21/04/2013 Sunday Politics East Midlands


Andrew Neil and Marie Ashby with the latest political news, interviews and debate. With shadow communities secretary Hilary Benn and Conservative MP Dominic Raab.

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In the East Midlands, a housing crisis with thousands on the


waiting-list and bitter battles to find new homes. Can the Liberal


Apology for the loss of subtitles for 2074 seconds


In East Midlands, a housing crisis. Tens of thousands of people on the


waiting list, and it is still growing. We have seen a dramatic


increase of people coming into her eyes with housing issues. They are


on the list and currently living with family and friends because


they are waiting to be rehoused. There are no houses available.


can the Liberal Democrats win a seat here in the East Midlands? And


I am at Marie Ashby, and joining me are Graham Allen and Julia


Cambridge, who has just been appointed as the Lib Dems'


parliamentary candidate for Chesterfield. Graham, you sign they


saw this week -- you finally saw this week the launch by David


Cameron... Yes, Nottingham has been trying for a long time to give


babies, children and young people the solid bedrock on which all


learning and aspiration is based. We have now taking it to a national


level and I was delighted with the launch on Monday. The hard work


begins now to take these policies to the rest of the nation and


making sure that every young person gets the good start they deserve.


How did you manage to persuade all the leaders to go for this?


shows it can be done. There is a lot of bickering in party politics.


B three party leaders and the political class as a whole has come


on this occasion at least, put partisan politics aside and put the


needs of young people above any partisan bickering. What difference


will have been a Foundation make? We will collect together all the


best practice that is that there, all the best evidence and pressured


out to scale, in other words, anybody can pick it up and start to


do it in their own area using the money available. We need to change


the culture of late intervention. We let things become intractable


and deep-rooted and then throw money at it. It is better to invest


money early on and then we will have a lot of children growing up


in more rounded environments. how important is working together?


Your party is part of the coalition. First and foremost, I would like to


congratulate Graham Allen on this fantastic initiative. If there is a


consensus, which they evidently his, behind this new independent body,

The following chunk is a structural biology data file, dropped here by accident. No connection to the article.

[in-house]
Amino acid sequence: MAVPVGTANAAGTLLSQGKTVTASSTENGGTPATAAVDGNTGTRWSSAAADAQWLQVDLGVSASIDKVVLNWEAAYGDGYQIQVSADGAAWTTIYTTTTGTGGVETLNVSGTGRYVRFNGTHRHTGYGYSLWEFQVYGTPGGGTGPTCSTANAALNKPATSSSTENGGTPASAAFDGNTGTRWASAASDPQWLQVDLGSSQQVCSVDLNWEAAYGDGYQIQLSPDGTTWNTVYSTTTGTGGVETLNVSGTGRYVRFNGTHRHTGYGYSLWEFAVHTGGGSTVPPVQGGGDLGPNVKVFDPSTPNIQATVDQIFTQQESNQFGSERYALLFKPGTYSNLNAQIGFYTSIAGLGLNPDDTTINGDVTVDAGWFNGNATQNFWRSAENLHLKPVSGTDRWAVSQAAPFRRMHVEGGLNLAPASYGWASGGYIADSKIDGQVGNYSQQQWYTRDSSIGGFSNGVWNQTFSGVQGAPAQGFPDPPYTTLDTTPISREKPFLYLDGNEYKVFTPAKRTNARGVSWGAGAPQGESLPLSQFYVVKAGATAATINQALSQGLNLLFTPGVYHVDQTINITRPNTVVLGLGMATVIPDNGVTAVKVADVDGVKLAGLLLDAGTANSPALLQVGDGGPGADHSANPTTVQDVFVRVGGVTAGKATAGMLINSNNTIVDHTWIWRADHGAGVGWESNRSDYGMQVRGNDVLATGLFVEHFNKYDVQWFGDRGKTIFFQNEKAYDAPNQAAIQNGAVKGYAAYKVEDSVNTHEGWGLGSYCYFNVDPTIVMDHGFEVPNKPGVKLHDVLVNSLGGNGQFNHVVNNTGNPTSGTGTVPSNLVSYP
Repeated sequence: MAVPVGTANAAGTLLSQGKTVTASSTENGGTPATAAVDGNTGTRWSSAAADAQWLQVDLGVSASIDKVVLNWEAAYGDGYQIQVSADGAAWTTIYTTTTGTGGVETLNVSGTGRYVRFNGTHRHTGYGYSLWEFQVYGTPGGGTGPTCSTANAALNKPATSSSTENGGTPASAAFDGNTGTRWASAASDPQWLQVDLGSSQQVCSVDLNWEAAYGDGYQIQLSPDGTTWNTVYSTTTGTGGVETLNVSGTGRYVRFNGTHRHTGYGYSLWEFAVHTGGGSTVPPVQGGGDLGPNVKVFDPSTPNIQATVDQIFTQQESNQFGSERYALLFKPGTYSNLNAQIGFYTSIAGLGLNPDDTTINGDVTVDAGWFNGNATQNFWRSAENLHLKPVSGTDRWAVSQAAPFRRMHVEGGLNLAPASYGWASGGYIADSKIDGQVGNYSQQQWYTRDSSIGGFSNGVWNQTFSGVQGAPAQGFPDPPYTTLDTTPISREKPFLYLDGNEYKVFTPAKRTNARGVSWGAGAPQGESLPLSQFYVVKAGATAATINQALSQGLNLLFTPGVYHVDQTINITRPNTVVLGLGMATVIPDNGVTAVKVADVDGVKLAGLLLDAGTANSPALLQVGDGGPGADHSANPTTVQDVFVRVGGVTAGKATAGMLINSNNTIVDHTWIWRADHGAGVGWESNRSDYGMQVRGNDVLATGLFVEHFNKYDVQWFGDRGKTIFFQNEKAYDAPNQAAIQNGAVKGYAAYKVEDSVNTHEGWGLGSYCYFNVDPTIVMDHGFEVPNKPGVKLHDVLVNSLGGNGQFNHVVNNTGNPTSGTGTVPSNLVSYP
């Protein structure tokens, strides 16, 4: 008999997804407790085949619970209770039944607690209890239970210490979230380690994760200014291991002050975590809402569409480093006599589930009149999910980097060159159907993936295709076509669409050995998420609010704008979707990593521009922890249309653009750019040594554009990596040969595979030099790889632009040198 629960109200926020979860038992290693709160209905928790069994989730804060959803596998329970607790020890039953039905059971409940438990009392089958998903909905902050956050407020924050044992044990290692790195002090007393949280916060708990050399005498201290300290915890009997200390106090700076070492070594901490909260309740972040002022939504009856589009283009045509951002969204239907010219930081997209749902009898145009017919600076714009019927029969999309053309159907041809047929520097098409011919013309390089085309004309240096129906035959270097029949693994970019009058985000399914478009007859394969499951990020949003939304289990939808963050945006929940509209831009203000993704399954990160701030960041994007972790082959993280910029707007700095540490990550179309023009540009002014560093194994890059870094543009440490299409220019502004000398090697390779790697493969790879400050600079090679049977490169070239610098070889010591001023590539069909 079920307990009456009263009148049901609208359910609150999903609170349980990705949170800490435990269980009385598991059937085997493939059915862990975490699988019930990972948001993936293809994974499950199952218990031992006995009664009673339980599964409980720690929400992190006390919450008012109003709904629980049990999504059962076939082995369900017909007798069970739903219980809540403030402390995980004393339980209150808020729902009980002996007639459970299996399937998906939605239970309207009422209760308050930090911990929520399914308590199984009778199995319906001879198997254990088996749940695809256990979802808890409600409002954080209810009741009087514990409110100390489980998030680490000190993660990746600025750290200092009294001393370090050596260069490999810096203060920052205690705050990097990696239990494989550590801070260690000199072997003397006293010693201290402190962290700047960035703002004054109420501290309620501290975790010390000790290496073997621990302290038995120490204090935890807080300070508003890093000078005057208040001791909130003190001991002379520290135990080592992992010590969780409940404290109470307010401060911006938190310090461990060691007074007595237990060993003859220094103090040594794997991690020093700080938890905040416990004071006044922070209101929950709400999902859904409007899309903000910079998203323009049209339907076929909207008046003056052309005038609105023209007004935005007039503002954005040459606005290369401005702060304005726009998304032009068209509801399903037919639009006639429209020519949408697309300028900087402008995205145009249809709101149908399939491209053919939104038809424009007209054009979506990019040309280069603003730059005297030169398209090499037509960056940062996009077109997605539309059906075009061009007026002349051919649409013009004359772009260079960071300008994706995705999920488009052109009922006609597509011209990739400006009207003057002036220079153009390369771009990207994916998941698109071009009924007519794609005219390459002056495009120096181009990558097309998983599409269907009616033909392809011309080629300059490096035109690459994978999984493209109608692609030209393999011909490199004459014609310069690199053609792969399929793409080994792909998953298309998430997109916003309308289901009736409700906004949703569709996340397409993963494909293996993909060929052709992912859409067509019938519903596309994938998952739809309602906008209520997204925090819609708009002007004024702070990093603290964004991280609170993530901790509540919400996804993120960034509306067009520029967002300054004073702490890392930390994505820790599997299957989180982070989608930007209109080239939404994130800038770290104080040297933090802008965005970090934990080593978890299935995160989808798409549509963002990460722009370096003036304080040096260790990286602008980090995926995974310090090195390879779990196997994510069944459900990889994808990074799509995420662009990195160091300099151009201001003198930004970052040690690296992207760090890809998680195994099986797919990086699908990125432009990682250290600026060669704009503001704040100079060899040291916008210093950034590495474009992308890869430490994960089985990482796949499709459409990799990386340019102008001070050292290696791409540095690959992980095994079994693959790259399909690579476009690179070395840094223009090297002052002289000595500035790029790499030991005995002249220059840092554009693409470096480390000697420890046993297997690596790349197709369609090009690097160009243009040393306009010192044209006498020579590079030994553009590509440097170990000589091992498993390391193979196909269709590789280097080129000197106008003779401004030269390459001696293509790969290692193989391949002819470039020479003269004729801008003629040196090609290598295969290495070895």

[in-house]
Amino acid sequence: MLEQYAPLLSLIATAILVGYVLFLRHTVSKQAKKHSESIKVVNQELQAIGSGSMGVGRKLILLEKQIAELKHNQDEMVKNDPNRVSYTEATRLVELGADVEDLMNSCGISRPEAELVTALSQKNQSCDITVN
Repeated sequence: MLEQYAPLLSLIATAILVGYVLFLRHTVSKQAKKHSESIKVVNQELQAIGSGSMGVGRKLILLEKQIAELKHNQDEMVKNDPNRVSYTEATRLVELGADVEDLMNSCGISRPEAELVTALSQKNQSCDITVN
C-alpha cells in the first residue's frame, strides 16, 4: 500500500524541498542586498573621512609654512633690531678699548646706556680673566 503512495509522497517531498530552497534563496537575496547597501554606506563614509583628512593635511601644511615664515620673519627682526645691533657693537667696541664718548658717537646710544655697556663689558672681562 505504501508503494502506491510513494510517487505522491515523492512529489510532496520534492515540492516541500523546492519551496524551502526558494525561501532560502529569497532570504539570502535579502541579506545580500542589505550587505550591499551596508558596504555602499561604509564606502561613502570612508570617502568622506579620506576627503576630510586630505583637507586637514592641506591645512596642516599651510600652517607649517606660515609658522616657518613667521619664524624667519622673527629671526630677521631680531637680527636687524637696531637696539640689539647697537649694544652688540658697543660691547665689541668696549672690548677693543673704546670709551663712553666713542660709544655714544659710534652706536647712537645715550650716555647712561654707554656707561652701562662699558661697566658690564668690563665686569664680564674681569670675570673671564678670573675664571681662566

then everybody needs to work together, and it is something that


we welcome. Graham has not only identified a very important issue,


but he has actually work at getting a solution, and that is the sort of


politics we want more of a. will he make sure the money will


stay there to support this foundation? I think, with everybody


behind it, the coalition and also three leaders, I think of Graham


probably does expected to be well supported, and I can see that


continuing in the future. I'm sure you will keep us posted a mat.


The East Midlands is in the middle of a housing crisis. Thousands of


homes need to be built, but finding the land leads to endless planning


rows. A lack of available homes is holding back our economy. Here is


Wesley Mallin from Radio Derby. Britain is in the midst of a


housing crisis. Depending on which estimate to take, we need to build


between 250,000 and 500,000 new homes every year just to meet


demand. In the East Midlands, social housing is one of the key


pinch points. In fact, across the East Midlands, 116,500 people on


the housing waiting list. 40,000 of those I in overcrowded housing.


That figure is up 16% on the previous year. The lack of social


housing means more and more people are seeking advice from


organisations like cab. We have seen a dramatic increase in people


coming into us with housing issues. They are currently living with how


-- family and friends, or they are being put up in bed and breakfast


by the council because there are no houses available. But it is not as


simple as just throwing up a few hundred homes. Many of the site


earmarked for building are green field, and nobody wants a major


development on their doorstep. This land on the outskirts of Alfred has


been the subject of many unsuccessful planning applications


over the year. But now and the Bally -- Amber Valley Borough


Council have granted permission for several hundred homes on the site.


There is no legal basis to refuse. I guess it loses some open space


for people to go to. There is very little open space around. It is a


shame because there is not a lick of -- a lot of green in Alfreton


now. If this goes, 500 houses? Meanwhile, the over occupancy